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Games that defined this generation


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1 hour ago, Nick R said:

 

 

 

I haven't played or seen much of either of them, but the impression I get is that PUBG popularised battle royale multiplayer, and Fortnite refined it with slicker presentation, more cosmetics to purchase, and the Carlton dance.

 

Fortnite out and out copied PUBG, made it family friendly and monetised it to high heaven. I don't think it's a particularly refined game, infact it's a bit of a mess of design, but it certainly is the zeitgeist of the last few years and definitely defines the generation. 

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PUBG and Fortnite and the like aside, I think this genre was mostly defined by:

 

- Games providing more player agency (just compare Metal Gear Solid 4 to The Phantom Pain, Bioshock to Prey, Hitman Absolution to Hitman 2016/2 and Skyward Sword to BotW)

 

- The return of AA (publishers like Focus and THQ are basically build on it)

 

- The massive commercial and critical success of Japanese devs (Nintendo, From Software and Capcom all broke records)

 

- VR making a splash with titles like Lone Echo, Astro Bot, Beat Sabre, Blood and Truth, and Alyx

 

- Indies become even more ambitious, both in terms of design and graphics

 

- Game Pass and the rise of digital

 

- Sony's massive success with SP games

 

- Shooters escaping the CoD template with games like PUBG, Titanfall (2) and DOOM (Eternal)

 

- The massive success of non-violent MP games like Rocket League and Fall Guys

 

Personal GotG: Bloodborne

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An interesting question, here is a partial list, maybe I will get a chance to elaborate/expand at some point:

 

Pokemon Go

Fortnite

Destiny

Overwatch

Animal Crossing: New Horizons

Metal Gear Solid 5

Death Stranding

Rocket League

FIFA series

Breath of the Wild

Red Dead Redemption 2

Final Fantasy XIV: A Realm Reborn

No Man's Sky

 

I've only played 5 of these games and of those only personally enjoyed 3 of them.

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3 hours ago, Gabe said:

It feels like this has been the generation of the remaster more than anything.


Remasters and identical franchise sequels. It used to be just FIFA that sold the same game reskinned every year, then COD joined in, then all Ubisoft games lead by Ass Creed. Now most triple A games are just some old game with a fresh coat of paint and no desire whatsoever to explore new ideas.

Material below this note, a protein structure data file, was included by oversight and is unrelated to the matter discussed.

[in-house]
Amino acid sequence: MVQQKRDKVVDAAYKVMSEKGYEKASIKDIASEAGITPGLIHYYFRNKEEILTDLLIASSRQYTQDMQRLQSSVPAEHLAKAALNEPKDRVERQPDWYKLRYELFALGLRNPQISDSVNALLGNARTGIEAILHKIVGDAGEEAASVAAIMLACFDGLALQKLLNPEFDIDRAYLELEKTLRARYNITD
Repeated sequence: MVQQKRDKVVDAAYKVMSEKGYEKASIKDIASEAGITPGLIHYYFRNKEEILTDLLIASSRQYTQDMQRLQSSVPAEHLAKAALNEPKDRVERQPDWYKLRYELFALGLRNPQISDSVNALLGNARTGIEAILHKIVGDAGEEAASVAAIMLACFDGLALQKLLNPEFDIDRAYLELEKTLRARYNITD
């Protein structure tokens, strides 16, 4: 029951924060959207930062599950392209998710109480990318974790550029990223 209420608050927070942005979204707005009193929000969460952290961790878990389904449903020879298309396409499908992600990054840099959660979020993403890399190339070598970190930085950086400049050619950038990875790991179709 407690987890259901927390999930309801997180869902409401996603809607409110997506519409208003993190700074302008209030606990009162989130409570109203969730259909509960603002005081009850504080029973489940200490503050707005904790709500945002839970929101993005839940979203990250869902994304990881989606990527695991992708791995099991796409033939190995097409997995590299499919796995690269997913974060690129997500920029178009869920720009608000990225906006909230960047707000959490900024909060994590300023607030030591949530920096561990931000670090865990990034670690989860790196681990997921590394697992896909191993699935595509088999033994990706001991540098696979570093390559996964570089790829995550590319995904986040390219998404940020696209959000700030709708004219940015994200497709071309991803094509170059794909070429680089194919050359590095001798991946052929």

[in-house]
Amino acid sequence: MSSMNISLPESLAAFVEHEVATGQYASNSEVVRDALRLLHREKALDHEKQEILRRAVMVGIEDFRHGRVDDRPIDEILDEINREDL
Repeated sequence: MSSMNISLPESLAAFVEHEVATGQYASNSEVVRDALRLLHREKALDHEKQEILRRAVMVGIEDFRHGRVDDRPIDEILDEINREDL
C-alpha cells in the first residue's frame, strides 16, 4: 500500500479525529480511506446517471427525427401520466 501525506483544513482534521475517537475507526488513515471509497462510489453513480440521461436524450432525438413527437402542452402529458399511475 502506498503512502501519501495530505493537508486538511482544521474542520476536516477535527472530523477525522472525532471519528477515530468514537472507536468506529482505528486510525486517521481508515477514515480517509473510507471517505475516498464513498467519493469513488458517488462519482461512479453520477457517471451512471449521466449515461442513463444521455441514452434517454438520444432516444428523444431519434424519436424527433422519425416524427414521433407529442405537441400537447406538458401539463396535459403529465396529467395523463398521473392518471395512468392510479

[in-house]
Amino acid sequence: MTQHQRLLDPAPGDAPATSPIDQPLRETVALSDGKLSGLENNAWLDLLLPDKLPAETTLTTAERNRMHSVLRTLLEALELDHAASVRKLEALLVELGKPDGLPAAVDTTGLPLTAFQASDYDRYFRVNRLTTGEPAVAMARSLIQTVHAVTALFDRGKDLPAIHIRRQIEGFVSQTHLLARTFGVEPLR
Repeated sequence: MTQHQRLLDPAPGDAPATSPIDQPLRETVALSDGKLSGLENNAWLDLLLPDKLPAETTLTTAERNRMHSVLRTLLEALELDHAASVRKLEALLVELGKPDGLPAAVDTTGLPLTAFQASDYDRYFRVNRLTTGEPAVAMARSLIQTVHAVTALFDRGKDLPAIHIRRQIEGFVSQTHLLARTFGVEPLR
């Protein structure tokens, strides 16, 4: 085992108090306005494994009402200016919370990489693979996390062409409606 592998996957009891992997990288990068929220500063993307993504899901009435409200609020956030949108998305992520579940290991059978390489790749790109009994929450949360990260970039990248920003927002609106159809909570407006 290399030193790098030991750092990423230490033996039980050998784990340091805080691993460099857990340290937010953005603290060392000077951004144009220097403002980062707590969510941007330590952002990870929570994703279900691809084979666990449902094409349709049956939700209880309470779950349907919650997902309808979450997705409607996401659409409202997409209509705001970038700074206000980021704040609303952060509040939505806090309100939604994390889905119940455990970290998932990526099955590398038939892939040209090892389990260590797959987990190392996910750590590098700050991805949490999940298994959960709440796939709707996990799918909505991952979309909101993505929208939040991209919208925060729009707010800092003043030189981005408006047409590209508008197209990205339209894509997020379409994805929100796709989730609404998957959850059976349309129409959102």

3 hours ago, Nick R said:

 

 

 

I haven't played or seen much of either of them, but the impression I get is that PUBG popularised battle royale multiplayer, and Fortnite refined it with slicker presentation, more cosmetics to purchase, and the Carlton dance.

 

Fortnite is one of the laziest clones I’ve ever seen, and adds nothing except the building mechanics from the game it was built on top of, and layer after layer of predatory, cynical monetisation. It didn’t refine any of PUBG’s mechanics, just copied them. The only reason it became such a big hit is that it’s free so it was an easy entry point into the current hot genre. PUBG’s monetisation and updates were also really badly managed.

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For me:

 

Alien:Isolation - Didn't think they'd pull off a game with a single enemy and capture the spirit of Alien. They did.

 

Bloodborne - Loved the aggression risk/reward mechanic.

 

MGSV - Best open world game I've played. A real sandbox that rewards the player for thinking on the fly.

 

PSVR -This above all else as it showed it now works and made things fresh again. The most exciting ten minutes this gen was starting REVII and making my way into the house. Astonishing.

 

Mario Odyssey - Pure Nintendo joy.

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I've only played stuff on PS4 and PC, so that limits my options, but I'm another in the VR camp.

 

Astrobot and Beat Saber are perhaps the stand-outs - Astrobot as the first properly jaw-dropping VR moment I had, and Beat Saber for it's use of the Move controllers (a game with no button presses - just wafting your sabers around like a boss - a game where I will strike poses because it just feels too good not to). I've also put loads of hours into No Man's Sky, and love Wipeout and Rez in VR to bits. Also, Statik stands out as a really smart bit of design - so wonderfully tactile.

 

I'd agree with No Man's Sky as an example of maintenance being integral to the experience (although I'd like to have tried it in its original state - I know some people like it more, and some elements appeal to me...)

 

On the PC side I'd have to run with Flight Simulator for the stuff it's doing, and how gorgeous it looks on high-end rigs. Looks a bit less-good on my machine, and I've not actually played it a vast amount, but it's definitely a wonderful thing.

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One of the biggest oddities about this topic is Red Dead Redemption 2, which is pretty comfortably the highest selling new AAA game of this generation (although Mario Kart is up there if you add in its Wii U sales). And yet I would struggle to consider it particularly defining of this generation - not because its not top tier but because it seems to exist in this strange dimension outside of the rest of the industry. 

 

I simultaneously think its one of the greatest things I’ve ever played while also wondering if I’d put it in my top ten games for this period. I don’t see anything in it that other developers are going to copy or mimic.